EXCLUSIVE: Juan Pablo di Pace Talks "Explosive" New Season of 'Dallas'

Corbis

That’s awesome! When do you decide you wanted to pursue acting? 

When I was about sixteen. I mean...before, I was so obsessed with being a painter. I wanted to make animation movies. I wanted to pain and draw...that was my thing, and I was good at it! I was doing a play for school, and the first time I stepped on stage, it was magic. It was like, “Hold on a minute. This is what I should be doing.” It was literally like someone just punched me in the face with the most amazing drug...you know? It was incredible. 

So, after that experience, it was clear to me that I had to go and study. I didn’t know where. I didn’t know how. I didn’t have a clue, but I started thinking about where I can study this because I wanted to do it for real. I mean, I always say my sister doing plays and things. My sister is an amazing actress, and has always been the actress of the family. So, I always saw her and thought, “Wow, she has balls!” It is so hard to be in front of an audience. And so, in the back of my mind, I always loved the idea of it...but until I studied the page, I didn’t pursue it. So yeah, I guess I was about sixteen years old. 

One of the things I love about Dallas is that it feels like a Mexican telenovela. Do you agree? 

You’re right! You’re right. I think it’s one of those few shows -- if not the only show on TV -- that can get away with the soapy-ness and the tone. You don’t feel like people are overacting. You don’t feel like it’s “put on” or too much. It’s just right...because, it’s Dallas! You kind of expect all the backstabbing, ambition, and greed. So, I think, we’re very lucky to be in a show that has that license, but still keeps the soul of a great drama. On one hand, it’s a great drama. On the other hand, it’s a soap. I think it’s a really amazing balance...and with all the Latinos on the show, it feels like a trailblazing show in a way. Because you can sometimes have shows all about Latinos, and you sometimes have shows with one Latino characters. But, in this show, they don’t make a big deal out of it. It’s very organic. There’s 30 to 40 percent Latinos on this show, and it’s part of the story. It’s not a song and dance. It just happens to be like that, and I think that’s great. They’re not trying to underline it and say, “We’re covering minorities.” It’s just a part of the show. Of course, Julie (Gonzalo) and Jordana (Brewster) are the most beautiful and talented women out there. It’s terrific to be working with them and Kuno (Becker) as well.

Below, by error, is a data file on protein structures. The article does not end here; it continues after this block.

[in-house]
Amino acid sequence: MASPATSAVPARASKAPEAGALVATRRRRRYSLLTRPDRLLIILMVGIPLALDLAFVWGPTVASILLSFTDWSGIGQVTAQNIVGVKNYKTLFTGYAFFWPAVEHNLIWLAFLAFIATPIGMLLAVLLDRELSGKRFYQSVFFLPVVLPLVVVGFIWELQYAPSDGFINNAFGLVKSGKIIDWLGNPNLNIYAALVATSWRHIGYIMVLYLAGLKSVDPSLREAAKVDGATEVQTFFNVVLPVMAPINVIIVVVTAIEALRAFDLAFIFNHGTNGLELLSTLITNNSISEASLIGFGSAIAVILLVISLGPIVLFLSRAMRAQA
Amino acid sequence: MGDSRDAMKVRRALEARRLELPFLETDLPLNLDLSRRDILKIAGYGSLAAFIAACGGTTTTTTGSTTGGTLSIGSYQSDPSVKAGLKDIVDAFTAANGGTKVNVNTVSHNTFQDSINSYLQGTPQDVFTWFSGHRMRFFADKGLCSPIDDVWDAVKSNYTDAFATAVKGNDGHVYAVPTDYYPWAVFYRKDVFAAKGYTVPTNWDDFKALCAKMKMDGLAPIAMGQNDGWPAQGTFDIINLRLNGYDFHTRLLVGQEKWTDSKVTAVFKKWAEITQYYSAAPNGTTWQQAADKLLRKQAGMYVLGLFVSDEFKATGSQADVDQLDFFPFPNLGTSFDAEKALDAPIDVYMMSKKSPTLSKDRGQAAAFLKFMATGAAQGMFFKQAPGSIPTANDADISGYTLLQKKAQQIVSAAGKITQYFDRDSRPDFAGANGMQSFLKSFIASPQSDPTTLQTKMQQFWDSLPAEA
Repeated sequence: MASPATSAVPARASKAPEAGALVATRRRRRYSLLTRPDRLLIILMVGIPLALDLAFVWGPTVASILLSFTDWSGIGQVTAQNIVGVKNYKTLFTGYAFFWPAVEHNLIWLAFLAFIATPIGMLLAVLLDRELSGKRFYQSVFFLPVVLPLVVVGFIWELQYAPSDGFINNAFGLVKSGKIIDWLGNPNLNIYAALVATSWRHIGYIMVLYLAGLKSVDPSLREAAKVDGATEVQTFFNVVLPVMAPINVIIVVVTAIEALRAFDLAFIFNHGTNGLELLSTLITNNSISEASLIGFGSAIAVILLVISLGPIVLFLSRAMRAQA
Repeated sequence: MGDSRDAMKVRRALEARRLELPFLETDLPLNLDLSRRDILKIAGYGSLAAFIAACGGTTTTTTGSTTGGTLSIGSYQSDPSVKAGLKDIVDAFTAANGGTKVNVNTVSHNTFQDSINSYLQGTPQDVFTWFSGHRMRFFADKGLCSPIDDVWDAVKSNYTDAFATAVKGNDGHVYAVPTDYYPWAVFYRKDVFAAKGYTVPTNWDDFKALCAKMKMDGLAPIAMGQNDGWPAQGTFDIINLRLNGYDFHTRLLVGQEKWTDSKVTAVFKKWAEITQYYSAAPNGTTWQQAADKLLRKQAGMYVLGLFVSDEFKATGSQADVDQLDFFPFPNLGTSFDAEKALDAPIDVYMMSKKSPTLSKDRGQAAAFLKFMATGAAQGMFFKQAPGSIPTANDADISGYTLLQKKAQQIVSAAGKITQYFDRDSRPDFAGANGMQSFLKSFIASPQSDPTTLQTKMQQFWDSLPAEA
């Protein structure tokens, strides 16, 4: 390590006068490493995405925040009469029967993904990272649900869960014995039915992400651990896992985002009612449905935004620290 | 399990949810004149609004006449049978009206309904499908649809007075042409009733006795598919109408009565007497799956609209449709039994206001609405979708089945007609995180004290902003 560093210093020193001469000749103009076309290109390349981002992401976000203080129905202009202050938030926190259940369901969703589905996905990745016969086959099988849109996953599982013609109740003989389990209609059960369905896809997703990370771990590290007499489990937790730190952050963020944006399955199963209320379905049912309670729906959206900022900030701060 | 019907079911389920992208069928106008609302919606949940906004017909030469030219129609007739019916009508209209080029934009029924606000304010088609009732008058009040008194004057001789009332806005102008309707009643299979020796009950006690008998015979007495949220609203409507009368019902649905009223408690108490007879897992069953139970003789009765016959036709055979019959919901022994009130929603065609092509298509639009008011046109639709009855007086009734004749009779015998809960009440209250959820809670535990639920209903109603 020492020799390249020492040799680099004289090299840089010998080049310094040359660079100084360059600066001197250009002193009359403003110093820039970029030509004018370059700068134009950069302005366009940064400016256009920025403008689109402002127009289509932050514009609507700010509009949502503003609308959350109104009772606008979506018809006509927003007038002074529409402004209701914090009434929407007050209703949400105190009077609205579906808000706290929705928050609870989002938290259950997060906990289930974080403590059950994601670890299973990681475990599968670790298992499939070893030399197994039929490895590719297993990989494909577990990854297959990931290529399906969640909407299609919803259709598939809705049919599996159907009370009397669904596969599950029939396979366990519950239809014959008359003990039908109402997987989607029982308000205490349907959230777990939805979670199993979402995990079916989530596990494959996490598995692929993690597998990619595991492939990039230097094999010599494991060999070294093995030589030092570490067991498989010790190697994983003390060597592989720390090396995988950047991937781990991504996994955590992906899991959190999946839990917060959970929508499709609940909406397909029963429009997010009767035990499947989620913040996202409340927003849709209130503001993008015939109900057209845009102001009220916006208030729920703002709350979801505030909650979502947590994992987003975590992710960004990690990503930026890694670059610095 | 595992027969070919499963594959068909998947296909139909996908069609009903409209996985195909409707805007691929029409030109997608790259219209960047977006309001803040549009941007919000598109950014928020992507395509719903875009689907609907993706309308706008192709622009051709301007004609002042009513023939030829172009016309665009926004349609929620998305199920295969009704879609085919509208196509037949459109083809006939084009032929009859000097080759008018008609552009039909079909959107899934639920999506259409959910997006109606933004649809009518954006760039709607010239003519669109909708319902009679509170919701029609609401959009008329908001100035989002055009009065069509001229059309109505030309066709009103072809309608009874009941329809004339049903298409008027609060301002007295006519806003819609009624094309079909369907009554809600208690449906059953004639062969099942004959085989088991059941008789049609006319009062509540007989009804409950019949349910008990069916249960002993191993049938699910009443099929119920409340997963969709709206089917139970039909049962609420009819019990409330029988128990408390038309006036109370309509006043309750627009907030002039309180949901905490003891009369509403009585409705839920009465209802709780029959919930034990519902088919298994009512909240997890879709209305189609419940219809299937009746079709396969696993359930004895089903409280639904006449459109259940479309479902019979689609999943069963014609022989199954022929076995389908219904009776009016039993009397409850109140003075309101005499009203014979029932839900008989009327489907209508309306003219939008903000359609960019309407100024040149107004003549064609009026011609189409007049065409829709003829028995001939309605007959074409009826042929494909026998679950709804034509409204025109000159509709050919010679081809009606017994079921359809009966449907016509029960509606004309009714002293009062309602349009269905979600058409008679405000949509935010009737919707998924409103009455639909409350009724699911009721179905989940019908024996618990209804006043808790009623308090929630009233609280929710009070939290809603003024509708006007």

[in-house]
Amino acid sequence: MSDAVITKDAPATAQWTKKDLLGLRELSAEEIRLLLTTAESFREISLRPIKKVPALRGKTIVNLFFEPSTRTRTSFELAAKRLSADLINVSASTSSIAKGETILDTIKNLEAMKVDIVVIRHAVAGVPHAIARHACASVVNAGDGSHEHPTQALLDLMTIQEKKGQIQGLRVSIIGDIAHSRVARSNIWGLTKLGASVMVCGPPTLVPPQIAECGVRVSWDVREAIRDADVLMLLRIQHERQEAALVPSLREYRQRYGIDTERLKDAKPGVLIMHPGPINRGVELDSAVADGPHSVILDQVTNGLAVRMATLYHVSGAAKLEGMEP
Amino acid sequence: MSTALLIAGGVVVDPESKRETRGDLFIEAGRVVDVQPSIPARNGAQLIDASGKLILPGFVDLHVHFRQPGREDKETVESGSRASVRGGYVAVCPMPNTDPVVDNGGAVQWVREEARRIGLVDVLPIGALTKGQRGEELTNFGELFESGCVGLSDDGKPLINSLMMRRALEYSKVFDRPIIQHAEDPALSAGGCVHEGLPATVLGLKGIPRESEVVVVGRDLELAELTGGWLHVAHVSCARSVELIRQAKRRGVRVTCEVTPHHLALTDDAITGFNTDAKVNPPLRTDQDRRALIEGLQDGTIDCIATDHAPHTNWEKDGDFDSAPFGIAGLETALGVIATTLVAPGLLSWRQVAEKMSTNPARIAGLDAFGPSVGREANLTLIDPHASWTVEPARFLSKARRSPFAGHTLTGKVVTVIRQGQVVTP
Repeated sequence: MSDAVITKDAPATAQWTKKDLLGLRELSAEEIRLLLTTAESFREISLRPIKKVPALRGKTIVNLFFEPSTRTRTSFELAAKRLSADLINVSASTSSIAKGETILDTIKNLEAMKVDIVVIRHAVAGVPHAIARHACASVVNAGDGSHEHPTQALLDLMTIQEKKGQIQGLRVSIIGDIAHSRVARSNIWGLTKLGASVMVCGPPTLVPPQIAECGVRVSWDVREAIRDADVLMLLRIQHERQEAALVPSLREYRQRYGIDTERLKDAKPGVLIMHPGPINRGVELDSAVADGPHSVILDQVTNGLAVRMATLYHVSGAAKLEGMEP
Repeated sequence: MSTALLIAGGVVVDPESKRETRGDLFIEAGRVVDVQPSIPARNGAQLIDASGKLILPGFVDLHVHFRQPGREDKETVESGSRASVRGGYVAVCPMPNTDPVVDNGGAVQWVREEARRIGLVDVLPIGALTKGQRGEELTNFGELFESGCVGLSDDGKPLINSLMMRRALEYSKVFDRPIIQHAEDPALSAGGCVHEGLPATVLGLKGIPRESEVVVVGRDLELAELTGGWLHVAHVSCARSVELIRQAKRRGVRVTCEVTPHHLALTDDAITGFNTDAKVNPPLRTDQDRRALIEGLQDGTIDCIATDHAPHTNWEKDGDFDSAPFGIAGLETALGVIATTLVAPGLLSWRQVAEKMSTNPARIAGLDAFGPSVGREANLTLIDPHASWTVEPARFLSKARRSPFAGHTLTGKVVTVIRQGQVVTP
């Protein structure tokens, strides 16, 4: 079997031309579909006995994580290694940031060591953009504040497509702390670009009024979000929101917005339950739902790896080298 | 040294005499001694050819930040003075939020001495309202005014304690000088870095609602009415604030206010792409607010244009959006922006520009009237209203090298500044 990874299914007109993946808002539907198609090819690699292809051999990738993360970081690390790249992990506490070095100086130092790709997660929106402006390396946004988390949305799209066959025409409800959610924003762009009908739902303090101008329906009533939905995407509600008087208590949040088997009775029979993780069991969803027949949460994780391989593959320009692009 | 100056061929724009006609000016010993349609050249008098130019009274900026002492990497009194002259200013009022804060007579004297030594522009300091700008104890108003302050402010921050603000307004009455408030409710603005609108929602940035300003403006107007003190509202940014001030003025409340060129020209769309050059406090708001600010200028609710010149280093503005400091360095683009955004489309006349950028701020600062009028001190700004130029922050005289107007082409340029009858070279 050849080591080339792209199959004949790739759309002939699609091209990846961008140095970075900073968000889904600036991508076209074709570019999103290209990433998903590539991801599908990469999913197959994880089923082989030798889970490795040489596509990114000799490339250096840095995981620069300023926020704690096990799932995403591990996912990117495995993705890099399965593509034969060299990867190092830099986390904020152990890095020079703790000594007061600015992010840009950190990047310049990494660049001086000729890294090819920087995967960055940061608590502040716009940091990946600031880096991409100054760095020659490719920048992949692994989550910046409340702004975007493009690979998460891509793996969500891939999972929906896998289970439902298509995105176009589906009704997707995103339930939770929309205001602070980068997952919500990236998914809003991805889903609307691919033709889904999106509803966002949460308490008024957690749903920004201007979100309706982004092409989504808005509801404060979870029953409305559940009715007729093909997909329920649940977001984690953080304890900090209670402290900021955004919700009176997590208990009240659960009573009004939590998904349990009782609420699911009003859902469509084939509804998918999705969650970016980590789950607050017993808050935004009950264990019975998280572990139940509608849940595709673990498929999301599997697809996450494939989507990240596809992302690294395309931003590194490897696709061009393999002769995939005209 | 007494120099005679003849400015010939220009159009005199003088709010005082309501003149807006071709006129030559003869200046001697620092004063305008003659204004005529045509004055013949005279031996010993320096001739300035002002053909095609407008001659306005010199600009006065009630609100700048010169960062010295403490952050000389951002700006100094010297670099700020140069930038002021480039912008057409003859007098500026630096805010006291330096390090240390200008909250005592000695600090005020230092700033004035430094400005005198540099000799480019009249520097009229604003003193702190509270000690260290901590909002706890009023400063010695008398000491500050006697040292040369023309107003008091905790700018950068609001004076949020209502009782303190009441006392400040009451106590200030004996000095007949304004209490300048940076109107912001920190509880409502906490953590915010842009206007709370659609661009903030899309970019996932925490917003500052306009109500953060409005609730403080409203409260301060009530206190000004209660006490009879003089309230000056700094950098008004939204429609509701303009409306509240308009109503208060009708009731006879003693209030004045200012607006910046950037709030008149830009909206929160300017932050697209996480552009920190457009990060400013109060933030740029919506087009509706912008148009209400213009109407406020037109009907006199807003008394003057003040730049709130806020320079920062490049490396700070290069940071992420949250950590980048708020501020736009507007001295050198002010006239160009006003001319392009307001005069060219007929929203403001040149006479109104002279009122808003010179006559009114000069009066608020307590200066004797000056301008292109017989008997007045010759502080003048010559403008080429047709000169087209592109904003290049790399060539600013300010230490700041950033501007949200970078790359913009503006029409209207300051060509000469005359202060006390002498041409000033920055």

So, what comes next for you? 

We’re a few months away from wrapping, but right now, I have to say that I’m completely immersed in Dallas. I have no time right now to even think of anything else -- the stuff we’re filming is intense! But, of course, I think I’m going to stay in the States, and we’ll see what happens with the season! I think it’s a very exciting season. Season 1 was great. Season 2 was fantastic. But this one...is the most explosive yet. I’d love to keep doing great stuff, and keeping working in the United States because it’s lived up to my expectations.

Catch Dallas on TNT every Monday at 9 EST/ 8 CST. Watch the trailer for season three below: 

Share this 
About this author1

Cristina Arreola, Editorial Assistant

Originally from El Paso, Texas, Cristina earned her degree at the Medill School of Journalism at Northwestern University before moving to BrooklynNew York. In her downtime, you can usually find her scouring the city for the most authentic Mexican food (still looking...), scaring herself silly watching horror movies, or baking her favorite sweets. You can follow her on Twitter at @c_arreola

Like this post? Contribute to the discussion!